top of page
  • Alistair Tait

Kyriacou win further blurs line between amateur and pro golf

Stephanie Kyriacou’s outstanding victory in the Australian Ladies Classic is yet another reminder that the line between amateurs and professionals is growing ever thinner.

The 19-year-old Sydney native didn’t just win, she practically lapped the field. She posted four rounds in the 60s – 69, 63, 69 and 65 – for a 22-under 266 at Bonville Golf Resort. Korea’s Ayean Cho took the silver medal as low professional with a 14-under 274 to finish second. She also took the €36,000 “winner’s” cheque.

“I’m lost for words and still on cloud nine. I think everything was going my way today. I was pretty confident going into the last round,” Kyriacou said.

Kyriacou’s victory is all the more impressive when you consider she’s not even Australia’s highest ranked amateur. She’s Australian number three at 90th on the World Amateur Golf Ranking behind 17th ranked Gabriela Ruffels and world number 58 Grace Kim.

“It’s very impressive to see such a strong performance from an amateur,” said Sweden’s Linnea Strom, who finished third. “I thought it was very impressive to go out as an amateur in the final group and to start off with birdies so early in the round. It is very impressive to be able to control your nerves like that.”

Kyriacou faces a decision on whether to turn professional and take up a winner’s category of membership on the Ladies European Tour and Australian Ladies Professional Golf Tours. She will discuss that opportunity with her father Nick, who caddied her to victory. It seems a fairly easy choice for someone intent on a career as a tournament professional.

The win does not surprise those of us who keep a keen eye on amateur golf. I’ve been suggesting for years that the possibility of an amateur winning a major is stronger now than at most times in recent history.

The line between the top amateurs and top professionals is as thin as it’s ever been. We’ve seen that in recent years with many top ranked amateurs making an easy jump to the pro game. Take your pick of Lydia Ko, Minjee Lee, Leona McGuire, Bronte Law, Rory McIlroy, Jon Rahm, Collin Morikawa, Matthew Fitzpatrick, Matthew Wolff, Viktor Hovland, to name a few, who have all made seamless, successful jumps to the professional ranks.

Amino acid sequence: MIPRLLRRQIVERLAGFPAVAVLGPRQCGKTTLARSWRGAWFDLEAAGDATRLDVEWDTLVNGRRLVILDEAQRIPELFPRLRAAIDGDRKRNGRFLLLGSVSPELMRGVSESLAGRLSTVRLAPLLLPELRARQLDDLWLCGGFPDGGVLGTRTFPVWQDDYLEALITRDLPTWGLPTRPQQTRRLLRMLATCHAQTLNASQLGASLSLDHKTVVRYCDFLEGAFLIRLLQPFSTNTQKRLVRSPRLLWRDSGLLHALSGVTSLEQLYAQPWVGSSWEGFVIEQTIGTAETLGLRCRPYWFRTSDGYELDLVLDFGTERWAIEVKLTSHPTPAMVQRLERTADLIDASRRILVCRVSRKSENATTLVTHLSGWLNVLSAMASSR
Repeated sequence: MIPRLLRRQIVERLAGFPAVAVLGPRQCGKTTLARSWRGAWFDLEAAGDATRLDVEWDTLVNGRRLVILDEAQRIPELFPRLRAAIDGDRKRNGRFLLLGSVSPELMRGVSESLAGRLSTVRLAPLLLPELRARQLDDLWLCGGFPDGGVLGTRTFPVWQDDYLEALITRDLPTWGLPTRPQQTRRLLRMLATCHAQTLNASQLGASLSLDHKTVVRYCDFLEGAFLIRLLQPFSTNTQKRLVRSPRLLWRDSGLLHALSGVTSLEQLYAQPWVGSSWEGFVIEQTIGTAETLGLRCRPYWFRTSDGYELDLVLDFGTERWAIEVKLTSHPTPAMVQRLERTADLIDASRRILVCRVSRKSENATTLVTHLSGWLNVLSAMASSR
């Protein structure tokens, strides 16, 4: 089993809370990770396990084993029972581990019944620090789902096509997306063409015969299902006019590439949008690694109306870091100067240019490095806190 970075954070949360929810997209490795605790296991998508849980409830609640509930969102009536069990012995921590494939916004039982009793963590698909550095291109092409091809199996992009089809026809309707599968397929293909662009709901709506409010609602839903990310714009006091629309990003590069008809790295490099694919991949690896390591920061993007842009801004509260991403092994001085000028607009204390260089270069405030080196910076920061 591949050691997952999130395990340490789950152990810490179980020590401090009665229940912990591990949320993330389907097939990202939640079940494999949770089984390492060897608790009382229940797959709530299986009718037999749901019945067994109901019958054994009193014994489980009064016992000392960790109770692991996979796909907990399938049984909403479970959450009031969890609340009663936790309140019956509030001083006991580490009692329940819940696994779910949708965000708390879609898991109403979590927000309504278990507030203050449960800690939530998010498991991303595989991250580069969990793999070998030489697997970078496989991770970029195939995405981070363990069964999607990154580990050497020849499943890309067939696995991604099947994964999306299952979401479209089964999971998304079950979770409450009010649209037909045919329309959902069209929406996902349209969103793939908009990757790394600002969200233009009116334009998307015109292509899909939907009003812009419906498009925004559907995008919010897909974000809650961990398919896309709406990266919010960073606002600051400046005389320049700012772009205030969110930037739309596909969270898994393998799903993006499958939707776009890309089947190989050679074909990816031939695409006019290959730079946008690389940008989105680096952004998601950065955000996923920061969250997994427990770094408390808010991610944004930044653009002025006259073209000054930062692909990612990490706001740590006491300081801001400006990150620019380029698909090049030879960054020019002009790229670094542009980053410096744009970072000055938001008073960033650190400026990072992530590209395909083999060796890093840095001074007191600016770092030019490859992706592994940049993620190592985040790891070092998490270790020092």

Many who turn pro have been professional in all but name for a good few years thanks to golf associations around the world supporting them financially. The U.S. college system is a perfect feeder system to the professional tours too. These players are competitive, been prepared properly for the rigours of pro golf and have the best equipment suited to their game. The only barrier they have to face is the psychological aspect of competing on the world’s biggest stages.

No male amateur has won a major since Johnny Goodman did so in the 1933 U.S. Open. Catherine Lacoste is the last woman to win a major, with her 1967 U.S. Women’s Open victory. Ireland’s Paul Dunne gave the unpaid ranks hope in 2015 when he was joint leader after 54 holes of the Open Championship at St Andrews.

I’m not saying an amateur will win one of this year’s majors – I’m not discounting it either – but don’t be surprised if it happens sooner rather than later. As Kyriacou proved, that line between the amateur and pro game is growing ever thinner.

Recent Posts

See All

It Pays To Listen To A Good Caddie

There were times reading The Secret Tour Caddie when I wondered if those running men’s professional golf should be replaced by people who perhaps know the professional game better. Those who caddie on

Robertson A Perfect Walker Cup Fit

Dean Robertson is standing at the EasyJet Bag Drop at Glasgow Airport at 5am on a Tuesday morning in January. He’s counting heads, making sure his University of Stirling golf team have turned up and a

Can Pelley Secure His Golfing Legacy?

You have to wonder when Keith Pelley’s Road to Damascus moment occurred. That’s one thought after reading the outgoing European Tour chief executive’s comments in Dubai this week. “What I would like t


bottom of page